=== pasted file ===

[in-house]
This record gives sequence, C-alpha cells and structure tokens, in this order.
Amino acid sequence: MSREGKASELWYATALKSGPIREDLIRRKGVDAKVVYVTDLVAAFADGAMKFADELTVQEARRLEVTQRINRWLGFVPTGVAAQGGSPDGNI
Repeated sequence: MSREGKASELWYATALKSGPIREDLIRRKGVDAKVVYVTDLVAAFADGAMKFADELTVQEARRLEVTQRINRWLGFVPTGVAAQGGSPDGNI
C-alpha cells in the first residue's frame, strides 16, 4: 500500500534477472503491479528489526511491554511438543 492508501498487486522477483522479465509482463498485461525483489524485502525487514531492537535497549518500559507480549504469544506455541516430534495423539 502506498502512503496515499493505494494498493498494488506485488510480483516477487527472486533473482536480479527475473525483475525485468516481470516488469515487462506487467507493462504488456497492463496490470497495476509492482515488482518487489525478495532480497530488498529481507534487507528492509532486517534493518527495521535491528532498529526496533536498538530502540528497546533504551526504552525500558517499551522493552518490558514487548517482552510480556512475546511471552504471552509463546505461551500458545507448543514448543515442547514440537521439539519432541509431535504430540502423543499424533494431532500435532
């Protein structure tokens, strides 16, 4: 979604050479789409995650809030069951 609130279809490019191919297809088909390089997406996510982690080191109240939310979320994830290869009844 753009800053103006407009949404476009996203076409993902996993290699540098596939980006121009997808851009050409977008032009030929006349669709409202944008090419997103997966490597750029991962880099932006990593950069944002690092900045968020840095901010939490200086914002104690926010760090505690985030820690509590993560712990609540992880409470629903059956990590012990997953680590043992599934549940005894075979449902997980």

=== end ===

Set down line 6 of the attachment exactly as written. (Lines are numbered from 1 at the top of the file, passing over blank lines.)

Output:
């Protein structure tokens, strides 16, 4: 979604050479789409995650809030069951 609130279809490019191919297809088909390089997406996510982690080191109240939310979320994830290869009844 753009800053103006407009949404476009996203076409993902996993290699540098596939980006121009997808851009050409977008032009030929006349669709409202944008090419997103997966490597750029991962880099932006990593950069944002690092900045968020840095901010939490200086914002104690926010760090505690985030820690509590993560712990609540992880409470629903059956990590012990997953680590043992599934549940005894075979449902997980």